1. As if ‘left’ means ‘ethical’? Technically, the left means respect for intrinsic worth but not for free will. The right means just the opposite. Neither fragment stands on its own. Zero respect for either means fascism. Total respect for both means anarchism. Obviously, anarchism is the only legitimate place on the political-economic map. It’s the top point on the diamond. So let’s start movement toward full respect for humanity’s intrinsic worth AND free will. Equality + autonomy. Full power AND control, over one’s destiny, in all the hands of humanity.

      2. Quote, “And if this ends up in nuclear war, it’s the worst thing that could happen to the planet. ” Unquote. I for one, do not share your belief. The folks who have orchestrated this war, know very well what they are doing. In fact I believe, together with their Covid bullshit, a nuclear war would be ideal in reducing the World population AND solve the climate change issue at the same time. Nothing like blowing things up and entering a new dark age for a few 10’s of years, wipe the slate clean, and then when they think it’s all good, re-emerge from their bolt holes and start all over again, with no opposition and Lord it over all the Serfs who have survived. Of course that’s only ONE, alternative. During my lifetime, I have discovered things do not ever, go the way they are planned. There’s always some pesky little thing not considered, that upsets the apple cart, and I believe, that is precisely what will happen.

      3. @Eddy
        Your response to me makes no sense. I said that nuclear war is the worst thing that could happen to the planet from this situation, and your response states some conspiracy theory about the ruling class wanting a nuclear war, then goes on to discuss provably false effects of that like the damage only lasting decades and nuclear war solving global warming/climate change. This is unresponsive to my comment, and is rather unhinged, to say the least.

        Nuclear war could very well destroy all life on Earth. Even if a nuclear war were limited — in other words, the U.S. and Russia didn’t use most or all of their weapons, which is highly unlikely — and it didn’t wipe out life on Earth, there would be very little left after all the nuclear fallout caused death, severe illness, and mutations. There’s no way that the ruling class and their generals don’t know this; the problem is their Dr. Strangelove and General Ripper attitudes, which are completely insane.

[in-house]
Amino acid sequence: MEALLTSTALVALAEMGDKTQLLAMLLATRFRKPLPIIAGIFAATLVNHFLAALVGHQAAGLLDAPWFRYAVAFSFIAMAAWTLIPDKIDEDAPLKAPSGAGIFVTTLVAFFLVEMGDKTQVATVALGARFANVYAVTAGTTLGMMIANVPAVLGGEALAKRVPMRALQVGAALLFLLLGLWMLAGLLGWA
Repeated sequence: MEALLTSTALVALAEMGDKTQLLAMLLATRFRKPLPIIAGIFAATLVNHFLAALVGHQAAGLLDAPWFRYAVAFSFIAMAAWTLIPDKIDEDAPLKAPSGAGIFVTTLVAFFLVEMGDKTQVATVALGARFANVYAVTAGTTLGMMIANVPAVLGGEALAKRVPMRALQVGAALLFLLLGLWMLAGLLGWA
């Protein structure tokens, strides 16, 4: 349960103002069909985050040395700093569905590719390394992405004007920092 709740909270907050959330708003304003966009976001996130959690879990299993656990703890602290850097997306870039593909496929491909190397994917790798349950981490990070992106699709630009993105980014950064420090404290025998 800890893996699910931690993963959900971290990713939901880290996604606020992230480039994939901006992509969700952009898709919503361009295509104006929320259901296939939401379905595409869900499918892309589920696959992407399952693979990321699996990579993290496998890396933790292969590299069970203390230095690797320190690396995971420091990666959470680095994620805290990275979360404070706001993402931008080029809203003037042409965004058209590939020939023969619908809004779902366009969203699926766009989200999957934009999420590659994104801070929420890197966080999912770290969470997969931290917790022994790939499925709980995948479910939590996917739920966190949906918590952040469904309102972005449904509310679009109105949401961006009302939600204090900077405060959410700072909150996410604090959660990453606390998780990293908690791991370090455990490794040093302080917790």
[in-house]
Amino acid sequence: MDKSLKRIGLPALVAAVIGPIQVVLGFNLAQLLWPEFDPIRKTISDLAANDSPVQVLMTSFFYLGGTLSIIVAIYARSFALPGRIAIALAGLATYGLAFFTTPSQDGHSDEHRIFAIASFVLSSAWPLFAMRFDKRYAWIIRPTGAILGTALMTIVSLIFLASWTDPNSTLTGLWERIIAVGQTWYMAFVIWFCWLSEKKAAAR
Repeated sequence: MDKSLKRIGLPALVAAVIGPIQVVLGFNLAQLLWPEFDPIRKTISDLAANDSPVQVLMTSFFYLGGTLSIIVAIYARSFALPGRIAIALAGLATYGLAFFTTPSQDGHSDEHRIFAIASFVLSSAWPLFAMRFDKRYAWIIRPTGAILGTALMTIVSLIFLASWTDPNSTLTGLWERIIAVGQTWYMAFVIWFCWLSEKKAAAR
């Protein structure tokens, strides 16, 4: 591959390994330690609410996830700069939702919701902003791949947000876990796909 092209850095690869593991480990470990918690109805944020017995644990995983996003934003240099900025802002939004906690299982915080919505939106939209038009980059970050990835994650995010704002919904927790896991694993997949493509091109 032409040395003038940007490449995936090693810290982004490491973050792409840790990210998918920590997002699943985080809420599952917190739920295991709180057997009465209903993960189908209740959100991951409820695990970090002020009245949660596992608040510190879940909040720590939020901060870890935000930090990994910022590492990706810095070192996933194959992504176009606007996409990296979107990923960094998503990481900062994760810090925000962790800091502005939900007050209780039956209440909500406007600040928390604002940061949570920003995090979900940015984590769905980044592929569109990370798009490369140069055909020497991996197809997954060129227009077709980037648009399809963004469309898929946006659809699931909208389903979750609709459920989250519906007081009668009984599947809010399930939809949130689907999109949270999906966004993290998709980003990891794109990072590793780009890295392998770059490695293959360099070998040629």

Explain how nuclear war isn’t the worst thing that could happen to the planet from this situation. Then explain how a nuclear war could possibly solve global warming/climate change. Finally, explain how those in the ruling class would remain there after a nuclear war, when human society, if it still existed, would be in total chaos.

  3. Abby does a great job with Oliver Stone.

    Oscar-winning director Oliver Stone joins Abby to discuss his new film JFK Revisited: Through the Looking Glass, his journey into the case, the evidence of a CIA-orchestrated assassination and American foreign policy.

    And, Stone’s Ukraine —

    Ukraine, the ‘borderlands’ between Russia and ‘civilized’ Europe is on fire. For centuries, it has been at the center of a tug-of-war between powers seeking to control its rich lands and Russia’s access to the Mediterranean.

    The Maidan Massacre in early 2014 triggered a bloody uprising that ousted president Viktor Yanukovych, spurred Crimeans to secede and join Russia, and sparked a civil war in Eastern Ukraine.

    Russia was portrayed by Western media as the perpetrator, and has been sanctioned and widely condemned as such. But was Russia responsible for what happened?

    Ukraine on Fire provides a historical perspective for the deep divisions in the region which led to the 2004 Orange Revolution, the 2014 uprisings, and the violent overthrow of democratically-elected Yanukovych.

    Covered by Western media as a ‘popular revolution’, it was in fact a coup d’état scripted and staged by ultra-nationalist groups and the US State Department.

    Investigative journalist Robert Parry reveals how US-funded political NGOs and media companies have emerged since the 1980s, replacing the CIA in promoting America’s geopolitical agenda abroad.

    Executive producer Oliver Stone gained unprecedented access to the inside story through his on-camera interviews with former President Viktor Yanukovych and Minister of Internal Affairs Vitaliy Zakharchenko, who explain how the US Ambassador and factions in Washington actively plotted for regime change.

    And, in his first meeting with Russian President Vladimir Putin, Stone solicits Putin’s take on the significance of Crimea, NATO and the US’s history of interference in elections and regime change in the region.

    Now, at last, the full exposé is available in the West. Though, of course, everyone is encouraged to purchase a copy to support Stone’s important work.

  4. That this is ultimately the fault of the U.S. is beyond doubt. That doesn’t let Putin off the hook — I think he’s lost his mind doing this — but as usual, the U.S. is the cause of the problem. All I can say now is that I lived through the Cuban Missile Crisis and I really don’t want to live through anything like that again. Living in terror of nuclear war for 2 weeks was no fun, and even at 8 years old I barely slept, trying to figure out how to survive for the rest of our lives in a bomb shelter IF we weren’t killed by the nuclear blast. Dying is one thing, we’re all going to do it. But the threat of the entire planet being killed is a whole other thing.

    1. Oh, Jeff, the psychologist. Typical Americano — lost his mind? [edited for rudeness — mod]